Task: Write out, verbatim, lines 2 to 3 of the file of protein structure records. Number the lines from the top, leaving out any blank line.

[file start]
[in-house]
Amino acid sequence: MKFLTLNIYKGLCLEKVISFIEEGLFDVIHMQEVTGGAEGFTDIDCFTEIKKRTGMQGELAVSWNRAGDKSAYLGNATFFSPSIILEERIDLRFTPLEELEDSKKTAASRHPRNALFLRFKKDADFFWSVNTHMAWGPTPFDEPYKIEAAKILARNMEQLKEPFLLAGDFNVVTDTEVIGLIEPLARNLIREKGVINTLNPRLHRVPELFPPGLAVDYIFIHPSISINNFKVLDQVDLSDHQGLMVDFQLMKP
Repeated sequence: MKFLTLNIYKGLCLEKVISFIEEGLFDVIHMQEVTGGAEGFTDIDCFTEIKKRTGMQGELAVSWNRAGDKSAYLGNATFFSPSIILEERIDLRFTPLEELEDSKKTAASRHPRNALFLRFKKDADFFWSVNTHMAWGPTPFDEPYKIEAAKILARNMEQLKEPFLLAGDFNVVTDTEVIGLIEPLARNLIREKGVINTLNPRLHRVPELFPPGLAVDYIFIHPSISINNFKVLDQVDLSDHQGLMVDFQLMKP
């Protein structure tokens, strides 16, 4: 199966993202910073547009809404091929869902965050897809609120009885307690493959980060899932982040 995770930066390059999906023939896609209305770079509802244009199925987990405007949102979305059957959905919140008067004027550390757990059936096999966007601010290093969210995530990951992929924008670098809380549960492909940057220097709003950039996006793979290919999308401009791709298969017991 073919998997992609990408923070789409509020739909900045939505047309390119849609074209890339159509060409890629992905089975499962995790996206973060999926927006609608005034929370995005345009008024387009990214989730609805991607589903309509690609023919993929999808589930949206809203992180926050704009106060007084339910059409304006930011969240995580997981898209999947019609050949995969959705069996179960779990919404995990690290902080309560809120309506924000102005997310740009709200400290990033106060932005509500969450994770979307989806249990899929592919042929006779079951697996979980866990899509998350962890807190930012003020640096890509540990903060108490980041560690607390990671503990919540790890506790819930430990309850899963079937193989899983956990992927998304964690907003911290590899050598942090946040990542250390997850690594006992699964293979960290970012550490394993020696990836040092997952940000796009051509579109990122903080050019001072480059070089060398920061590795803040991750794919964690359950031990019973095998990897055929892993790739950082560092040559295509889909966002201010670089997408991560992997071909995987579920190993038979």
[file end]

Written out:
Amino acid sequence: MKFLTLNIYKGLCLEKVISFIEEGLFDVIHMQEVTGGAEGFTDIDCFTEIKKRTGMQGELAVSWNRAGDKSAYLGNATFFSPSIILEERIDLRFTPLEELEDSKKTAASRHPRNALFLRFKKDADFFWSVNTHMAWGPTPFDEPYKIEAAKILARNMEQLKEPFLLAGDFNVVTDTEVIGLIEPLARNLIREKGVINTLNPRLHRVPELFPPGLAVDYIFIHPSISINNFKVLDQVDLSDHQGLMVDFQLMKP
Repeated sequence: MKFLTLNIYKGLCLEKVISFIEEGLFDVIHMQEVTGGAEGFTDIDCFTEIKKRTGMQGELAVSWNRAGDKSAYLGNATFFSPSIILEERIDLRFTPLEELEDSKKTAASRHPRNALFLRFKKDADFFWSVNTHMAWGPTPFDEPYKIEAAKILARNMEQLKEPFLLAGDFNVVTDTEVIGLIEPLARNLIREKGVINTLNPRLHRVPELFPPGLAVDYIFIHPSISINNFKVLDQVDLSDHQGLMVDFQLMKP